Health and Safety Podcast Transcript: November 30, 2011
Hello, and welcome to the Fairfax County Health and Safety Podcast for
November 30, 2011. I’m Jim Person, Fairfax County emergency information
officer. CComing up, learn about winter weather preparation and fireplace
safety. Links to topics mentioned in this podcast can be found online at
Dec. 4-10 is Winter Preparedness Week in Virginia. Are you and your family ready for winter? If not, take a few simple steps now to prepare – make a plan, get an emergency kit and stay informed. Learn more at www.ReadyVirginia.gov and www.fairfaxcounty.gov/emergency.
To prepare in case of power outages this winter:
Ensure you have a battery-powered or hand-cranked radio to listen for
emergency updates and news reports.
Have flashlights or electric lanterns on hand to provide light; candles
may add a spark of adventure during power failures, but they are
dangerous fire hazards. Flashlights and electric lanterns require
batteries so consider keeping a supply of extra batteries in case of
- Remember, your microwaves will not work! Keep a three- to 14-day supply of water and nonperishable foods such as ready-to-eat canned meats, fruits and vegetables, canned juices, milk and soup. Also, have a hand-operated can opener available as well as one gallon of water per person per day.
During a power outage:
Always operate portable generators outside, away from doors and windows
to avoid dangerous carbon monoxide.
Avoid plugging emergency generators into electric outlets or hooking
them directly to your home's electrical system – they can feed
electricity back into the power lines, putting you and line workers in
Keep refrigerator and freezer doors closed as much as possible to
prevent food spoilage.
Let the sun warm rooms during the day and close shades and curtains at
night to help keep in the heat.
- When the power comes back on, wait a few minutes before turning on major appliances to help eliminate problems that could occur if there's a sharp increase in demand. If you think electric power has been restored to your area but your home is still without power, call your local power company.
Find more tips at www.ready.gov/winter.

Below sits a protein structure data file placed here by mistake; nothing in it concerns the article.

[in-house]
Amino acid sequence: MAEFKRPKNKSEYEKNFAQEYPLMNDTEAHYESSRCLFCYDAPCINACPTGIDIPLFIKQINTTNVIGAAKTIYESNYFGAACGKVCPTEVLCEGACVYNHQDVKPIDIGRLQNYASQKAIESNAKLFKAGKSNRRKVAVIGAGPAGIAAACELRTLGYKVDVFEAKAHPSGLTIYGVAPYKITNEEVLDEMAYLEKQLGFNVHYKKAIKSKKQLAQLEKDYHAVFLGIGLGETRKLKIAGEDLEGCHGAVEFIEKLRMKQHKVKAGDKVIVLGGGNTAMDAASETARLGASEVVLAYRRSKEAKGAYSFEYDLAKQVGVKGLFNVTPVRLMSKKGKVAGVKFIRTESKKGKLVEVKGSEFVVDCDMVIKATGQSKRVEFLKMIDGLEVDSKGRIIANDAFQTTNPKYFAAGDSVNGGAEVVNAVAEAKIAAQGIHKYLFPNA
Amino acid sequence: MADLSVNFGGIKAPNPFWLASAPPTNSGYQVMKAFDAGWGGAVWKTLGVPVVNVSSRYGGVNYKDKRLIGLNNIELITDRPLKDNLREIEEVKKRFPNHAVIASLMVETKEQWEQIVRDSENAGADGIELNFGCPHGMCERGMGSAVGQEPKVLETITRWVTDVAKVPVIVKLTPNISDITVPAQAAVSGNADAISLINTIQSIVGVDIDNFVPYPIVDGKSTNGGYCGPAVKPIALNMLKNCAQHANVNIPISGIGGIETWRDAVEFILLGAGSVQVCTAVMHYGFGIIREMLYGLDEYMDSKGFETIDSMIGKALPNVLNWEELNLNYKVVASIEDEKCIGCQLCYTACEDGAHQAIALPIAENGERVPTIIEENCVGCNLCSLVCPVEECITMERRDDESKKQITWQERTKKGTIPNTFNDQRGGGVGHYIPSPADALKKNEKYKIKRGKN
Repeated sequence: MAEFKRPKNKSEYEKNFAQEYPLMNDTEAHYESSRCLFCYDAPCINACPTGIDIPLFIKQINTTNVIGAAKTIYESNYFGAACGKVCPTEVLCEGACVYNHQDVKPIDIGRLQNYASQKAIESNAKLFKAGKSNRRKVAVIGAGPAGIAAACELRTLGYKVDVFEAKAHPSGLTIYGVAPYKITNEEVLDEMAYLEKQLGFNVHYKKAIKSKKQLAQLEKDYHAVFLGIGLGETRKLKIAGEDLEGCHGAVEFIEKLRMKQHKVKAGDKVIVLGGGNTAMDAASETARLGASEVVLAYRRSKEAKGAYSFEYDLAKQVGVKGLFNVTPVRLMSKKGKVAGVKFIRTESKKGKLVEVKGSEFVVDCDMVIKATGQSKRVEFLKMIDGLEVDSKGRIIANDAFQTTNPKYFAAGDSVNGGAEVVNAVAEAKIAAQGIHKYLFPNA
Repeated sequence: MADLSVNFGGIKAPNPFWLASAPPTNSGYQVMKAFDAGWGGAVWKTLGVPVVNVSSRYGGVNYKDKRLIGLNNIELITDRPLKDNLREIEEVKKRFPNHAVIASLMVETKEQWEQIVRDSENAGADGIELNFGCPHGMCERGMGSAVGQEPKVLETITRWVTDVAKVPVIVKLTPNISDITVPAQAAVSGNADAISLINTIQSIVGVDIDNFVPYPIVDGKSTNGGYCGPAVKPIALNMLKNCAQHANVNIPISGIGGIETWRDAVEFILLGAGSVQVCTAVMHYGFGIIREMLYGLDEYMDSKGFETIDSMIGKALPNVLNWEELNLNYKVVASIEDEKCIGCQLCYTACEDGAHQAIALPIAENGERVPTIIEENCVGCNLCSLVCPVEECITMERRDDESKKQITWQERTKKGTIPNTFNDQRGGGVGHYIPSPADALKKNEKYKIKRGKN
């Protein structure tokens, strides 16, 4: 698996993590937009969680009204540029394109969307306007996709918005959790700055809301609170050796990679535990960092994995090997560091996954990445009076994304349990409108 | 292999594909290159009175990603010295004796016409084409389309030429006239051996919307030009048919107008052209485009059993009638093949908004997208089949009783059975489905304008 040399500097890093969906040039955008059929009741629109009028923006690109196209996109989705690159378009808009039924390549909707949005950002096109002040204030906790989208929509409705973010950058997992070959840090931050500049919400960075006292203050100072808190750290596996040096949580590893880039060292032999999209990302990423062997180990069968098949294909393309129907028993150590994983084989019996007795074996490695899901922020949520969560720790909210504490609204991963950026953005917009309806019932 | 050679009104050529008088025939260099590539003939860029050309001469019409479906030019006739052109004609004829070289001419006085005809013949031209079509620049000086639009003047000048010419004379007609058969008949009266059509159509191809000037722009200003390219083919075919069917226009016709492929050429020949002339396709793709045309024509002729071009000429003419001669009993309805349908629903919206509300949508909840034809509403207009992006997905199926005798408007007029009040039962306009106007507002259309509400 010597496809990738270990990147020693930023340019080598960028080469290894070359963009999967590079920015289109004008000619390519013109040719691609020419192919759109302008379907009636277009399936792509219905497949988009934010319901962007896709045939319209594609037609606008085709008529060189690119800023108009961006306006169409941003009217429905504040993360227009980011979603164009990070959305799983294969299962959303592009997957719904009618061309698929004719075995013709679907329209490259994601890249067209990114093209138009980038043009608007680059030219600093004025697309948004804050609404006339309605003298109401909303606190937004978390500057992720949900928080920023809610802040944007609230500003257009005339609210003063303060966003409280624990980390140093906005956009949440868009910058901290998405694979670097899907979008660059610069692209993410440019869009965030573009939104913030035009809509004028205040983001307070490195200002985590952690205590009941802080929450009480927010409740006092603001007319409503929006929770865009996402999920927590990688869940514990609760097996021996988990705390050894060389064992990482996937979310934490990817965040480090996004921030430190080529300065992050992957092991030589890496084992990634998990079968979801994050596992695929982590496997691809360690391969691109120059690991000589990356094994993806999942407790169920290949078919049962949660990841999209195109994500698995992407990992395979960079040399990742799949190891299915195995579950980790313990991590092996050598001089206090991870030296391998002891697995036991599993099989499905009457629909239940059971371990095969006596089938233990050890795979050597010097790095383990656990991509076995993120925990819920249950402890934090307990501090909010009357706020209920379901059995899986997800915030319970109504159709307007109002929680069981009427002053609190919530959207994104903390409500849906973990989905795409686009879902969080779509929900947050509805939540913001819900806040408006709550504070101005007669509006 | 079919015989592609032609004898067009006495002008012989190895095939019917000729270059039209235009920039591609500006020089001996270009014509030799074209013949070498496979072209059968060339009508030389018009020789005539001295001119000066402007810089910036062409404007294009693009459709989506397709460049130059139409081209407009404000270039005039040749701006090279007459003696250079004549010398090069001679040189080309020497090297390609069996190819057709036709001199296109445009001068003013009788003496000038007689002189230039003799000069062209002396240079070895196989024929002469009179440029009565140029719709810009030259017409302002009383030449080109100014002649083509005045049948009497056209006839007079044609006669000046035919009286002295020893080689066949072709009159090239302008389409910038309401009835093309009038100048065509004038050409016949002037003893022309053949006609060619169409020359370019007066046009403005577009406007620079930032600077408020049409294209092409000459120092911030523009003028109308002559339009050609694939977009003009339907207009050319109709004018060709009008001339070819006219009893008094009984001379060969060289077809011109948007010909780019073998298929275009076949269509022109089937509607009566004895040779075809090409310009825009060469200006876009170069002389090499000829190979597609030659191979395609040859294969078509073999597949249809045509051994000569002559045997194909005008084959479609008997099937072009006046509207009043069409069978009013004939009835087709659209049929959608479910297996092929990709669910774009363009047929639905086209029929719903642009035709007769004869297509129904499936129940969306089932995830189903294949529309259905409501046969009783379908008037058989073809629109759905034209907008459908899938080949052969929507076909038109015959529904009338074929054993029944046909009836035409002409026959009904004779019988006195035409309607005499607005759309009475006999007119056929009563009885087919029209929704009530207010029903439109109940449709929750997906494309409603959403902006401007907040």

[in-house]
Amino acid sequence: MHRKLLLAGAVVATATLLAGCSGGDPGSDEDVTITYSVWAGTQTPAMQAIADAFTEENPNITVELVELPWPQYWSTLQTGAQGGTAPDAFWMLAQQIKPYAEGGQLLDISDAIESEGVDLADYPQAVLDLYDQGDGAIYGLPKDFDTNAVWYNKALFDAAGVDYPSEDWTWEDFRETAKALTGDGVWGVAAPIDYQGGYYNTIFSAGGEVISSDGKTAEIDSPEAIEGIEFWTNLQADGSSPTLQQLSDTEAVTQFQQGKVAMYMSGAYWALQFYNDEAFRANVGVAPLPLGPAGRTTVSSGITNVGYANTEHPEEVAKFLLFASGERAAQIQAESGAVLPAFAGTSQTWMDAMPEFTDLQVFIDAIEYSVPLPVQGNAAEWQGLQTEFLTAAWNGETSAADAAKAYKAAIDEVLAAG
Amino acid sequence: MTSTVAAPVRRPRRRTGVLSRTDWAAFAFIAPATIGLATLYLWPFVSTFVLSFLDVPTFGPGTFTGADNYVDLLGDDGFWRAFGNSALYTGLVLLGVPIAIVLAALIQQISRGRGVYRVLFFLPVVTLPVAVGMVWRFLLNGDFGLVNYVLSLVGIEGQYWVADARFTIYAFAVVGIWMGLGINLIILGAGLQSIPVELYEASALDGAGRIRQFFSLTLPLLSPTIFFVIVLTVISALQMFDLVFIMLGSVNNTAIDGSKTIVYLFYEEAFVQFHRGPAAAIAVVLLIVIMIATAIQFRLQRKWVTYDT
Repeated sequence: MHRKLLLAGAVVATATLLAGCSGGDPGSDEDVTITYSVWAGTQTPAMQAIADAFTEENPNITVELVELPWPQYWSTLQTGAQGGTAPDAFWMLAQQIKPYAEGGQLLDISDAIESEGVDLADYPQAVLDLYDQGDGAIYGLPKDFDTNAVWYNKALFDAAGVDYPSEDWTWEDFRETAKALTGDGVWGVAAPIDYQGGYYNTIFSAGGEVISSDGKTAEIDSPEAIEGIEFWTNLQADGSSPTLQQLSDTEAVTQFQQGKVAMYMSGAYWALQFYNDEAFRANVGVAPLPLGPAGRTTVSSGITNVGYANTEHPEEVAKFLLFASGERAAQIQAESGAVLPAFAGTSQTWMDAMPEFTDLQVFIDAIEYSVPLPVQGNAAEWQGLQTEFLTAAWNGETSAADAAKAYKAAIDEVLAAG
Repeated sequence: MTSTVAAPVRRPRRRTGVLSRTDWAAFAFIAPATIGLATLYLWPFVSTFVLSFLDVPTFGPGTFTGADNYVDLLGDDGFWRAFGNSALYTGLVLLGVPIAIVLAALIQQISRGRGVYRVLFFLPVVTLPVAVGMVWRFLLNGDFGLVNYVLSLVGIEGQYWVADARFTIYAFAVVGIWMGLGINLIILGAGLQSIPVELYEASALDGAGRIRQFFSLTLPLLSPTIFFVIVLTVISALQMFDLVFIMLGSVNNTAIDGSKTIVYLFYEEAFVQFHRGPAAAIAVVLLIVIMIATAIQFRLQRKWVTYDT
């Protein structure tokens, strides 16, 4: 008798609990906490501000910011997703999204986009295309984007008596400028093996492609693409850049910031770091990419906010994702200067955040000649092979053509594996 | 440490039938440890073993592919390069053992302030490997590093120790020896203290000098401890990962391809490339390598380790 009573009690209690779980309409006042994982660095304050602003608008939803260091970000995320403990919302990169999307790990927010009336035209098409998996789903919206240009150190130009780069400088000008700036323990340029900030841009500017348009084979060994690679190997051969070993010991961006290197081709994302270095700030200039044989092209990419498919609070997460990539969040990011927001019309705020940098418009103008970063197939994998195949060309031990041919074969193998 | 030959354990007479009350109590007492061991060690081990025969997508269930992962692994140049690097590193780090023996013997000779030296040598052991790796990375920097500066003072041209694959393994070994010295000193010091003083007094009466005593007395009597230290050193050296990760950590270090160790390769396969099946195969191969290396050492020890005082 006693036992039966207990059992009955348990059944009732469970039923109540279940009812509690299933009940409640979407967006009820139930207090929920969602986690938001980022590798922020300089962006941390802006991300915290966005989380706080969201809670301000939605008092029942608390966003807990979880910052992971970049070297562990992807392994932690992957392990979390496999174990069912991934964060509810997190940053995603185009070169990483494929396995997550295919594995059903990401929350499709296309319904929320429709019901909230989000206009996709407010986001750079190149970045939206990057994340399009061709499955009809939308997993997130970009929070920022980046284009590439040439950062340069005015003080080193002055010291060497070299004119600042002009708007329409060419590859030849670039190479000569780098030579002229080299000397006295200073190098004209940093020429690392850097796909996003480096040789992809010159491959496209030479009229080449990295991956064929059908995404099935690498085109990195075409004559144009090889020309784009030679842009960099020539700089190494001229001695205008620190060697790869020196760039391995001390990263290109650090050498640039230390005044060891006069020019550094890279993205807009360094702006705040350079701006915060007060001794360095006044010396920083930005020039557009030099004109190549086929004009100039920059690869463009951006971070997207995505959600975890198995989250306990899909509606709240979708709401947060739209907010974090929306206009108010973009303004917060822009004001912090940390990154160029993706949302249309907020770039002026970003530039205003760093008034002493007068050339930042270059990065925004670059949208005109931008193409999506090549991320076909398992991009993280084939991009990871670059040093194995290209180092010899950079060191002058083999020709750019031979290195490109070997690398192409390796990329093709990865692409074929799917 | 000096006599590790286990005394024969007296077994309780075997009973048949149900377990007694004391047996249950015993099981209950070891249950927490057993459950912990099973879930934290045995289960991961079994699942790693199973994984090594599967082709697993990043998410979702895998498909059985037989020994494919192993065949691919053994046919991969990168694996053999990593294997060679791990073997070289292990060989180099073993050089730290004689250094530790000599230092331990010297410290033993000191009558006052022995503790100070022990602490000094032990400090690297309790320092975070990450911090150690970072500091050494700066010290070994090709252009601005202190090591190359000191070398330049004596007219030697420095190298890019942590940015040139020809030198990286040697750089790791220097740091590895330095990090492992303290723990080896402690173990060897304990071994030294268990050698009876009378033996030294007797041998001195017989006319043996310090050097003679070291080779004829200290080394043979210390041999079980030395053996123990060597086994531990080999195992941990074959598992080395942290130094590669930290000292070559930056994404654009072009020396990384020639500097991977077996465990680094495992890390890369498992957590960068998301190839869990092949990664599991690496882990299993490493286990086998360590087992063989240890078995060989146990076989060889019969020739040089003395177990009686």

With winter weather comes increased use of fireplaces. The Fairfax County Fire and Rescue Department offers these safety tips:
Ensure that your chimney is cleaned and inspected by a licensed
professional once a year.
A spark arrestor across the top of a chimney will prevent sparks from
igniting your roof.
Use the proper fuel (seasoned hardwood, pellets and gas/propane) for
your type of system. Never use gasoline, kerosene or other flammable
liquids to start a fire.
Fireplaces should have a sturdy screen across the front to prevent
flying embers or logs rolling out.
When clearing ashes from the fireplace, be sure to put them into a
metal container with a lid – never into a cardboard box or paper
- Follow manufacturer’s instructions carefully. Many non-masonry fireplace/ chimney units have limitations on the amount of heat they can safely withstand.
For more lifesaving information, visit the Fairfax County Fire and Rescue Department online at www.fairfaxcounty.gov/fr.
Finally, read the latest Emergency Preparedness newsletter online at www.fairfaxcounty.gov/oem/outreach.
That’s it for this edition of the Fairfax County Health and Safety Podcast, produced by the Fairfax County, Virginia government. Thanks for listening. Additional information about health and safety topics and emergency preparedness may be found online at www.fairfaxcounty.gov. And remember, if you have a police, fire or medical emergency, call 9-1-1. For non-emergency needs, call 703-691-2131.